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Cyber is helping to re-brand Baltimore


After years of redevelopment challenges, South Baltimore’s 235-acre Port Covington site is on its way to becoming a major economic center.  News of a branded “Cyber Town USA” was announced in mid-October, with some high-profile companies immediately joining the start-up project as tenants. Adam Bednar of The Daily Record covered the developers’ launch announcement event in an Oct. 18 article, “Port Covington Seeks to be Cyber Town USA.”

From a marketing and brand perspective, this emerging success story is central to advancing Baltimore’s national and local reputation. Make no mistake: The Baltimore brand is critically relevant to the state and all its businesses and residents.

As my wise friend and colleague Aris Mellisaratos notes, “the best the city and state can do to secure (future) economic development is to expand strategic investment.” Aris should know. As a longtime champion of Maryland manufacturing and as current dean of Stevenson University’s Brown School of Business and Leadership, he actively believes investment — especially in higher education research technologies — can be commercialized to substantially improve the region’s standard of living. Tech innovation and entrepreneurship offer vast opportunities for Maryland’s highly educated workforce and cutting-edge research institutions.

Strategic investment at the estimated $5.5 billion mixed-use waterfront site at Port Covington is becoming a reality with the recent announcement that the cybersecurity and technology hub secured an initial three tenants (DataTribe, AllegisCyber and Evergreen Advisors), two relocating from Silicon Valley. There is a reported $400 million cybersecurity investment fund attached. Nearly 30 additional firms are in discussion for space for a projected 500-600 employees by the planned tech center’s 2020 opening.

In addition to a strong data science and engineering work pool available in Maryland, how is the Port Covington “Cyber Town” brand attracting tenants? The waterfront area is a “first-of-its-kind cyber ecosystem,” said Marc Weller, president and founding partner of the site’s Weller Development at the October announcement event.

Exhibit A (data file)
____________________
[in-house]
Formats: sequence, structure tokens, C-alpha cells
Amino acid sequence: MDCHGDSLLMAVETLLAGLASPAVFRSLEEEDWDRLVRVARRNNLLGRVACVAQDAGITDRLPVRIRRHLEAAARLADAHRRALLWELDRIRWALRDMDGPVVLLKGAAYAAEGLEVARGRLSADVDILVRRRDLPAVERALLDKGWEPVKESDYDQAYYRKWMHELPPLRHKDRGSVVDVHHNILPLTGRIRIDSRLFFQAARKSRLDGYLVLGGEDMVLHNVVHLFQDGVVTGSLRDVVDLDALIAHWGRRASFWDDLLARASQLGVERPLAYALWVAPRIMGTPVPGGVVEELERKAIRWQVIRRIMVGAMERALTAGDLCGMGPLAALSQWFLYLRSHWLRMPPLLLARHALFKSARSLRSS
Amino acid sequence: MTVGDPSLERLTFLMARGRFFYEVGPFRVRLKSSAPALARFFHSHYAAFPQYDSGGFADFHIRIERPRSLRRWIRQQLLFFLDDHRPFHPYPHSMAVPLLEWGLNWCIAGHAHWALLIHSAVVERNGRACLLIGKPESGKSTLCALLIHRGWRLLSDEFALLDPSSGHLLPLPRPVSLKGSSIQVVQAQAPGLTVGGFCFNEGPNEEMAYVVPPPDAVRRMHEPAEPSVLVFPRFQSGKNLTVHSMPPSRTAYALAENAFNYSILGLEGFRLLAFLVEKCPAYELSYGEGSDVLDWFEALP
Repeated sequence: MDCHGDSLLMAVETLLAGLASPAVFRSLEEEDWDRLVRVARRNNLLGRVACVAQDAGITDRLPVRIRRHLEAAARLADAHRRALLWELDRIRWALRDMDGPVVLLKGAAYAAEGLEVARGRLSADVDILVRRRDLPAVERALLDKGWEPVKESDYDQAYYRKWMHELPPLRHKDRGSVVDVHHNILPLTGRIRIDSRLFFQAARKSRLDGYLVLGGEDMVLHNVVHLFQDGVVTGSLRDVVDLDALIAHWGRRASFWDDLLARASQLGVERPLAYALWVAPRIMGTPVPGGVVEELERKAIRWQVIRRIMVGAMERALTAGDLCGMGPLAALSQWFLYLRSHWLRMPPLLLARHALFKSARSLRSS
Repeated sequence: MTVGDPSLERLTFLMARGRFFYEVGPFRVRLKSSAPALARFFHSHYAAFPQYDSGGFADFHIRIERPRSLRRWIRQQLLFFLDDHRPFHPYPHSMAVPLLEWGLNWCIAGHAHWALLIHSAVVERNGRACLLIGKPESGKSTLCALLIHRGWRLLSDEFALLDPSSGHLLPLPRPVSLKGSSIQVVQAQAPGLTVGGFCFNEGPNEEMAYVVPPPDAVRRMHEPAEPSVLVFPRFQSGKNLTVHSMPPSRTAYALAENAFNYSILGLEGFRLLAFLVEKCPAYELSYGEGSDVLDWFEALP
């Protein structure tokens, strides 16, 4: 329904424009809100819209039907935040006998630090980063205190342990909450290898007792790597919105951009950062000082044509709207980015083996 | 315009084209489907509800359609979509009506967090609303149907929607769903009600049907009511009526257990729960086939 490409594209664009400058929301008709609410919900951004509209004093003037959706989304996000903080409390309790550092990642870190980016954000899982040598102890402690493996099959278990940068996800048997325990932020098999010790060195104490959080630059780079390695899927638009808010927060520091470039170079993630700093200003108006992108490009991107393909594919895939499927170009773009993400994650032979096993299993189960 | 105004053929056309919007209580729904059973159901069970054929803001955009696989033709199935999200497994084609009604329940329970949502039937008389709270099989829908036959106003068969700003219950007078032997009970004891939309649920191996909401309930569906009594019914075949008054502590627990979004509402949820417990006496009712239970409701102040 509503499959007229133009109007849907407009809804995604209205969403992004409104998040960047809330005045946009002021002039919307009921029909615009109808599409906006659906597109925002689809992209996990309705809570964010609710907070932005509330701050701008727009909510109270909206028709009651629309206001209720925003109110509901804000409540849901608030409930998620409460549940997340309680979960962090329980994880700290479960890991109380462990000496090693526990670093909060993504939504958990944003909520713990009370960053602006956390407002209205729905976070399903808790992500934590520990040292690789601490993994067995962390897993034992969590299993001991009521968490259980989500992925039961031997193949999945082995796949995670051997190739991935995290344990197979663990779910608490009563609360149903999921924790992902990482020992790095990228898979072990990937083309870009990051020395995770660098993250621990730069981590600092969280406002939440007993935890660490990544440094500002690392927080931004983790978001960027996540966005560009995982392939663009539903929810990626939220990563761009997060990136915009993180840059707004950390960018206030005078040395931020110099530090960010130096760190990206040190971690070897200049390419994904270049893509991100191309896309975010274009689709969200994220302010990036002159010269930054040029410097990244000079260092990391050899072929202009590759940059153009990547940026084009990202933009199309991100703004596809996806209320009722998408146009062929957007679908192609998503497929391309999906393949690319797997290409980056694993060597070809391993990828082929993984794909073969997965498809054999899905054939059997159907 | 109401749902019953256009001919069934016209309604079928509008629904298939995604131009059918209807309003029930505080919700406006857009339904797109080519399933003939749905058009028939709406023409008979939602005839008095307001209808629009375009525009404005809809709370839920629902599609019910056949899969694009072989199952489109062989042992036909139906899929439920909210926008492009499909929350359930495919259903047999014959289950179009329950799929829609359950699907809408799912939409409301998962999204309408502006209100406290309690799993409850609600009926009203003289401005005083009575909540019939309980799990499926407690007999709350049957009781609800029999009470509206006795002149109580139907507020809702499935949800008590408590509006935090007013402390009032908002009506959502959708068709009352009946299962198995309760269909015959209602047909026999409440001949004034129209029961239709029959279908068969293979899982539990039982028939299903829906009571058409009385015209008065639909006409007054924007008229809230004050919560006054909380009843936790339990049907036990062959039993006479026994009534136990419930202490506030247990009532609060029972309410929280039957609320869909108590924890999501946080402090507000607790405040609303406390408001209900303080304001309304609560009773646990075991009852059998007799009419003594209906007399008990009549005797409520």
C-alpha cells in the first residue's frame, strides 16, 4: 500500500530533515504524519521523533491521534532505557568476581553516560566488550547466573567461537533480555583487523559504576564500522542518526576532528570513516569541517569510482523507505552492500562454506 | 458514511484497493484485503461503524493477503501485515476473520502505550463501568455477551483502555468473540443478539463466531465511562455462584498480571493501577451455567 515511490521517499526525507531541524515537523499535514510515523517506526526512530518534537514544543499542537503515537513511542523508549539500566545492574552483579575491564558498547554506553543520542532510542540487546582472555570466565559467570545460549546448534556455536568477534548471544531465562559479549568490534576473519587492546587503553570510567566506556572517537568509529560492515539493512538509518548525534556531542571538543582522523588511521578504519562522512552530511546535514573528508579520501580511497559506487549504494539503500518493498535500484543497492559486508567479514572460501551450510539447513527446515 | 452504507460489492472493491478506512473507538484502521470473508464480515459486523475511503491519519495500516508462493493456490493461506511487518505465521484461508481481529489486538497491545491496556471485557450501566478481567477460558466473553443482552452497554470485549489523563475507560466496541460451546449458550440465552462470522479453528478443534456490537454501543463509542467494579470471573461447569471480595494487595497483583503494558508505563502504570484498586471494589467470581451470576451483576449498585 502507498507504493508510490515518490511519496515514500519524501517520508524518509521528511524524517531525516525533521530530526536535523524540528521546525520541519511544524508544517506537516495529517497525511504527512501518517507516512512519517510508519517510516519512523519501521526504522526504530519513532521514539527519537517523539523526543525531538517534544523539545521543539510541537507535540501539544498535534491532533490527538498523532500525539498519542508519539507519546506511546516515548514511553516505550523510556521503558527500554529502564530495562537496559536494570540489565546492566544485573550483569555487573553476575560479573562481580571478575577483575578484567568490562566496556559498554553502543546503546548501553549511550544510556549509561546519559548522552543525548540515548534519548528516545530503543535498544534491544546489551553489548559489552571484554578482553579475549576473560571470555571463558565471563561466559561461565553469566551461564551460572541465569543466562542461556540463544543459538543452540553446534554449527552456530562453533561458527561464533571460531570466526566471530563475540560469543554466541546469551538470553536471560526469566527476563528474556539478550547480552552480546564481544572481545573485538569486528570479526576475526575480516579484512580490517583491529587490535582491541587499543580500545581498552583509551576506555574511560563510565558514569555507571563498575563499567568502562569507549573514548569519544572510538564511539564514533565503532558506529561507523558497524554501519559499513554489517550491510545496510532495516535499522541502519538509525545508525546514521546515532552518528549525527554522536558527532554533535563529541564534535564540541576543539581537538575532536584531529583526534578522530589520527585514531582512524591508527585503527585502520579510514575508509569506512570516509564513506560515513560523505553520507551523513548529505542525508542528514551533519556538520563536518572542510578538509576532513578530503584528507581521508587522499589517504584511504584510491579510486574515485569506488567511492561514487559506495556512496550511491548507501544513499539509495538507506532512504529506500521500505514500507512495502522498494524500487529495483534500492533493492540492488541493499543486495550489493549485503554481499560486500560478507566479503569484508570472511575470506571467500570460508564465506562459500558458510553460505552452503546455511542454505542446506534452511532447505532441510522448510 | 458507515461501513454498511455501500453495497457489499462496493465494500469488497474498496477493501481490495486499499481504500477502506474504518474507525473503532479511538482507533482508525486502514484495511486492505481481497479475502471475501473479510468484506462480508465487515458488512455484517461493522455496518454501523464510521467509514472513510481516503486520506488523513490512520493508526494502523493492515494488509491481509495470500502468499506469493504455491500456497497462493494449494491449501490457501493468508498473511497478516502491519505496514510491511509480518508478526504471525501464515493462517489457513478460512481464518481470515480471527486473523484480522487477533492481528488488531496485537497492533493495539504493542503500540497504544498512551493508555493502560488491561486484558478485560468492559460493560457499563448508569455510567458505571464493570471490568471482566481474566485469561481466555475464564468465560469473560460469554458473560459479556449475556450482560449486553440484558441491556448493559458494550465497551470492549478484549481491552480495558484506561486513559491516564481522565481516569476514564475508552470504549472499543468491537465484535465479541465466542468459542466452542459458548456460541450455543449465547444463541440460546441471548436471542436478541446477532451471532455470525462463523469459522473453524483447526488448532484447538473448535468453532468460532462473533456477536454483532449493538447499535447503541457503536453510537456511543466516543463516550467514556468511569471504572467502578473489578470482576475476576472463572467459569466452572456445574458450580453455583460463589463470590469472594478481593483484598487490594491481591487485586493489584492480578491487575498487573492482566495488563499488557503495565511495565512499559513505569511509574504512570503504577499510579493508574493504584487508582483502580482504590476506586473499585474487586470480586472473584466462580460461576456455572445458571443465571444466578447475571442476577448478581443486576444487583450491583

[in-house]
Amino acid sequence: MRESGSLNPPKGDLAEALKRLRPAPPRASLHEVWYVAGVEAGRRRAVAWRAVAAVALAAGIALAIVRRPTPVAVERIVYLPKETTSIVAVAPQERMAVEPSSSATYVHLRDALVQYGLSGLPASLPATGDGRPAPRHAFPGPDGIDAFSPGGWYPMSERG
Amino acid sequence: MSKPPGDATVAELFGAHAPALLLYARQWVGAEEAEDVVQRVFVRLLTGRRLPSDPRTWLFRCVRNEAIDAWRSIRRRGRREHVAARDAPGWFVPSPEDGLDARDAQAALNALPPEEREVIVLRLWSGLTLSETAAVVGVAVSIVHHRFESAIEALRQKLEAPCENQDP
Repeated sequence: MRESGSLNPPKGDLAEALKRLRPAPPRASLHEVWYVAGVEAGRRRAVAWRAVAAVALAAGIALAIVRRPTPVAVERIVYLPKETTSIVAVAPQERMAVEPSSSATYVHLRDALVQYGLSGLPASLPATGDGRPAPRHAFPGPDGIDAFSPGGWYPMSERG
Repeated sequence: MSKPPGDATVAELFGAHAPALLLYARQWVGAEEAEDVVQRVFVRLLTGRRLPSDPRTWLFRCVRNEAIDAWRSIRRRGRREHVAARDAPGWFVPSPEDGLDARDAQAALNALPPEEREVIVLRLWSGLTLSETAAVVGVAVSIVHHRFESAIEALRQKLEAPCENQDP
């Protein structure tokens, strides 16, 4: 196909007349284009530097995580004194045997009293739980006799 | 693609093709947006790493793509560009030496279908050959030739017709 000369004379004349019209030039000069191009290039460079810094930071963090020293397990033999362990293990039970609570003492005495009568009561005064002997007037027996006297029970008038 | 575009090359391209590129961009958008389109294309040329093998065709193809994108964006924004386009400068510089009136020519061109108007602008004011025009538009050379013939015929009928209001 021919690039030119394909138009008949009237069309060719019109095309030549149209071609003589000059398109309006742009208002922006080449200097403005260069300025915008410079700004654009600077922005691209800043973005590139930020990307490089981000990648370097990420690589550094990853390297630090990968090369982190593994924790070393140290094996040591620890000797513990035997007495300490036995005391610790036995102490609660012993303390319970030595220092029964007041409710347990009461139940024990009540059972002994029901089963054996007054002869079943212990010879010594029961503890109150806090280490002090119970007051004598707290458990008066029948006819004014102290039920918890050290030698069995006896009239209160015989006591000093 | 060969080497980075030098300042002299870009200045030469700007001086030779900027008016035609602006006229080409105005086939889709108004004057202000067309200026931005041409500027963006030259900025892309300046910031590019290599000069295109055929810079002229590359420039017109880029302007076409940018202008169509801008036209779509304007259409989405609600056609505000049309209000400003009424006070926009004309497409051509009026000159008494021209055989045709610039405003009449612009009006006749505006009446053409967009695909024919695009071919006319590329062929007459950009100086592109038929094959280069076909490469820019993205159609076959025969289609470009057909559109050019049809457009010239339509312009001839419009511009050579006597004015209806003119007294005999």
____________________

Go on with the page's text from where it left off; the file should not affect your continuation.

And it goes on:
It’s hard to imagine millennials not liking this work space. Already located and operating at the site is UnderArmour’s colorful headquarters, The Baltimore Sun offices and printing plant, the sparkling Sagamore Rye Distillery, and the popular Rye St. Tavern Restaurant. Outdoor walking areas and the plans for contemporary apartments and residences add to the ambience. Easy access to Interstate 95 and a host of additional popular downtown Baltimore residential and lifestyle amenities add to the appeal.

State support

The state’s relevant overall theme for supporting the brand is Maryland: Where Cyber Works. The accompanying website,, effectively showcases why the state and its technical workforce numbers support this promotional push. For example, in 2018, Maryland universities are reported to have graduated 7,202 students with various degrees in computer and data science. This number is reputedly the highest in the United States.

The website branding touts quality of life with lower costs of living, a proximity to nature and cultural diversity and significant proximity to federal technology agencies. Weller Development is actively marketing the Port Covington site nationally, and its strong start with the announced initial tenants for the cyber complex is significant for the city’s growth plans and advances its reputation.

Adding to the branding support, the just-released national study prepared by Tech Town Index helpfully places Baltimore in the Top 20 cities for techies to work. Ranked at No. 16 but with a median salary range of $93,000 and expected job growth of 8 percent, the good-news stories are real and will likely continue to improve the city and state, with Port Covington’s important project leading the way.

Hopefully the state will stay committed to this effort and support both “Cyber Town” and “Maryland: Where Cyber Works” promotional campaigns for the long run. Branding takes focus and commitment.

Glenda LeGendre is principal of Marketing & Strategic Communications and can be reached at [email protected]